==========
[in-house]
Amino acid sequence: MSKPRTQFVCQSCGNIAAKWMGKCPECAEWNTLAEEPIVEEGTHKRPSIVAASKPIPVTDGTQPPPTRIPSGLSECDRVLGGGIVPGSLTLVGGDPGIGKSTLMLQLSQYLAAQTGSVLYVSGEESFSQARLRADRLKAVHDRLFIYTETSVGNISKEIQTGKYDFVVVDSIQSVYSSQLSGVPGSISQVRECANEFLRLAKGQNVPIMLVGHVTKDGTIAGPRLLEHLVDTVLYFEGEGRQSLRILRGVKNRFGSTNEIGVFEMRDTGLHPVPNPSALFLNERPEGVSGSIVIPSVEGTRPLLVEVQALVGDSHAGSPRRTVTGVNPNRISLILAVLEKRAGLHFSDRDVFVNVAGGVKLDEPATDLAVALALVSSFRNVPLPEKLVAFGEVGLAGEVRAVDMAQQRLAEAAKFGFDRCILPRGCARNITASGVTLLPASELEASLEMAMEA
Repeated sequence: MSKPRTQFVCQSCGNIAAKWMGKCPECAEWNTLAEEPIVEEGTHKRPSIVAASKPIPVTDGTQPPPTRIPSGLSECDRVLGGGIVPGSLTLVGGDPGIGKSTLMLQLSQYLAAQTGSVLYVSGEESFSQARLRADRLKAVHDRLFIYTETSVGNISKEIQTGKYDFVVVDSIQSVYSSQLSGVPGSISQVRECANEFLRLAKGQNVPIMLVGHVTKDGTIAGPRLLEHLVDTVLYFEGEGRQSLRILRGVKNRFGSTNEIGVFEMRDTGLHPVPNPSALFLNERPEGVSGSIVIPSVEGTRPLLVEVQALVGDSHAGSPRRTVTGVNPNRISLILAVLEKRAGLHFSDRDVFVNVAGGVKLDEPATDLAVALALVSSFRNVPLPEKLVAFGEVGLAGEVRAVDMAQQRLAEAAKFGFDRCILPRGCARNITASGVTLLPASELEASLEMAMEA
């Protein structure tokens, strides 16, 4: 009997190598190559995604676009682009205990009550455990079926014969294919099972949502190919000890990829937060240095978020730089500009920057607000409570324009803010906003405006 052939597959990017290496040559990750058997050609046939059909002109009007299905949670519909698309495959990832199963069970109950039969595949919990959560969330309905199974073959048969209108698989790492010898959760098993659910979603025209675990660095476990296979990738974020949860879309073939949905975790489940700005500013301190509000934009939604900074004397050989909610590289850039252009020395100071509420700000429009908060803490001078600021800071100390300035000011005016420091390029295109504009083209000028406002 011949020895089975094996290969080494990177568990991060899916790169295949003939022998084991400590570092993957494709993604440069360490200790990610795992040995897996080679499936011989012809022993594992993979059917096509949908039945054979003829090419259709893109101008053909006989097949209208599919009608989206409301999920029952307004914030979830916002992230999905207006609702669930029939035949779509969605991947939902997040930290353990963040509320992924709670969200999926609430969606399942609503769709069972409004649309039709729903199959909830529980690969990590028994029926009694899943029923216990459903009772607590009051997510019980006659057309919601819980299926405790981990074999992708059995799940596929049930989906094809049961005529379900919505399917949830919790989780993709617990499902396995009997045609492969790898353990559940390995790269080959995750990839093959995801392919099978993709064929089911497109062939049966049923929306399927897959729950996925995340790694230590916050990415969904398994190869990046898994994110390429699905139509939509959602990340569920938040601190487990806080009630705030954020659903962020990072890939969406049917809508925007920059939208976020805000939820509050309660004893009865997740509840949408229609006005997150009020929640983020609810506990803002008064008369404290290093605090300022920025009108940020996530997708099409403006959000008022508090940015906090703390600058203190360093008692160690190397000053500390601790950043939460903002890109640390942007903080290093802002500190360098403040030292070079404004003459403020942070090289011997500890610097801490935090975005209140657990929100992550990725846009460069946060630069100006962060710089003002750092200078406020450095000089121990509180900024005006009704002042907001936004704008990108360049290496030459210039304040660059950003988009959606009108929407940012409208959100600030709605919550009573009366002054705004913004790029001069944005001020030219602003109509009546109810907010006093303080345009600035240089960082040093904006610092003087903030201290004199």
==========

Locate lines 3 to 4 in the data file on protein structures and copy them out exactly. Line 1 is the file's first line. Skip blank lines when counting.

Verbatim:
Repeated sequence: MSKPRTQFVCQSCGNIAAKWMGKCPECAEWNTLAEEPIVEEGTHKRPSIVAASKPIPVTDGTQPPPTRIPSGLSECDRVLGGGIVPGSLTLVGGDPGIGKSTLMLQLSQYLAAQTGSVLYVSGEESFSQARLRADRLKAVHDRLFIYTETSVGNISKEIQTGKYDFVVVDSIQSVYSSQLSGVPGSISQVRECANEFLRLAKGQNVPIMLVGHVTKDGTIAGPRLLEHLVDTVLYFEGEGRQSLRILRGVKNRFGSTNEIGVFEMRDTGLHPVPNPSALFLNERPEGVSGSIVIPSVEGTRPLLVEVQALVGDSHAGSPRRTVTGVNPNRISLILAVLEKRAGLHFSDRDVFVNVAGGVKLDEPATDLAVALALVSSFRNVPLPEKLVAFGEVGLAGEVRAVDMAQQRLAEAAKFGFDRCILPRGCARNITASGVTLLPASELEASLEMAMEA
């Protein structure tokens, strides 16, 4: 009997190598190559995604676009682009205990009550455990079926014969294919099972949502190919000890990829937060240095978020730089500009920057607000409570324009803010906003405006 052939597959990017290496040559990750058997050609046939059909002109009007299905949670519909698309495959990832199963069970109950039969595949919990959560969330309905199974073959048969209108698989790492010898959760098993659910979603025209675990660095476990296979990738974020949860879309073939949905975790489940700005500013301190509000934009939604900074004397050989909610590289850039252009020395100071509420700000429009908060803490001078600021800071100390300035000011005016420091390029295109504009083209000028406002 011949020895089975094996290969080494990177568990991060899916790169295949003939022998084991400590570092993957494709993604440069360490200790990610795992040995897996080679499936011989012809022993594992993979059917096509949908039945054979003829090419259709893109101008053909006989097949209208599919009608989206409301999920029952307004914030979830916002992230999905207006609702669930029939035949779509969605991947939902997040930290353990963040509320992924709670969200999926609430969606399942609503769709069972409004649309039709729903199959909830529980690969990590028994029926009694899943029923216990459903009772607590009051997510019980006659057309919601819980299926405790981990074999992708059995799940596929049930989906094809049961005529379900919505399917949830919790989780993709617990499902396995009997045609492969790898353990559940390995790269080959995750990839093959995801392919099978993709064929089911497109062939049966049923929306399927897959729950996925995340790694230590916050990415969904398994190869990046898994994110390429699905139509939509959602990340569920938040601190487990806080009630705030954020659903962020990072890939969406049917809508925007920059939208976020805000939820509050309660004893009865997740509840949408229609006005997150009020929640983020609810506990803002008064008369404290290093605090300022920025009108940020996530997708099409403006959000008022508090940015906090703390600058203190360093008692160690190397000053500390601790950043939460903002890109640390942007903080290093802002500190360098403040030292070079404004003459403020942070090289011997500890610097801490935090975005209140657990929100992550990725846009460069946060630069100006962060710089003002750092200078406020450095000089121990509180900024005006009704002042907001936004704008990108360049290496030459210039304040660059950003988009959606009108929407940012409208959100600030709605919550009573009366002054705004913004790029001069944005001020030219602003109509009546109810907010006093303080345009600035240089960082040093904006610092003087903030201290004199």